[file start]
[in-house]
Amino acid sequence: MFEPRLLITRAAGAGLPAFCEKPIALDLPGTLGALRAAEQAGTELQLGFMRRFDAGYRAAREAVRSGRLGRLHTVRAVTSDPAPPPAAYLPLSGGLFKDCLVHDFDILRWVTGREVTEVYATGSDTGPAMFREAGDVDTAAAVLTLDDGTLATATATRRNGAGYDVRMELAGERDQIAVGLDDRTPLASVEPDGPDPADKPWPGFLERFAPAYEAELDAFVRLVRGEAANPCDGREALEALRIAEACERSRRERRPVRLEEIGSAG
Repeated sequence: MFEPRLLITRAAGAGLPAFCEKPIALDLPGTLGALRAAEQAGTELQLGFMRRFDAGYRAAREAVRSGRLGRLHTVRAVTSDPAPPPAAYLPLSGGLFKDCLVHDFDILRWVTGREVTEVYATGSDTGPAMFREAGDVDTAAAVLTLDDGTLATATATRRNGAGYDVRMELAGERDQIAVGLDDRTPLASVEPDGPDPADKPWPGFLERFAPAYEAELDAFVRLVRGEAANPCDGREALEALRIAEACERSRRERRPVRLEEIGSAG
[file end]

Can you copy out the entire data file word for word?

[in-house]
Amino acid sequence: MFEPRLLITRAAGAGLPAFCEKPIALDLPGTLGALRAAEQAGTELQLGFMRRFDAGYRAAREAVRSGRLGRLHTVRAVTSDPAPPPAAYLPLSGGLFKDCLVHDFDILRWVTGREVTEVYATGSDTGPAMFREAGDVDTAAAVLTLDDGTLATATATRRNGAGYDVRMELAGERDQIAVGLDDRTPLASVEPDGPDPADKPWPGFLERFAPAYEAELDAFVRLVRGEAANPCDGREALEALRIAEACERSRRERRPVRLEEIGSAG
Repeated sequence: MFEPRLLITRAAGAGLPAFCEKPIALDLPGTLGALRAAEQAGTELQLGFMRRFDAGYRAAREAVRSGRLGRLHTVRAVTSDPAPPPAAYLPLSGGLFKDCLVHDFDILRWVTGREVTEVYATGSDTGPAMFREAGDVDTAAAVLTLDDGTLATATATRRNGAGYDVRMELAGERDQIAVGLDDRTPLASVEPDGPDPADKPWPGFLERFAPAYEAELDAFVRLVRGEAANPCDGREALEALRIAEACERSRRERRPVRLEEIGSAG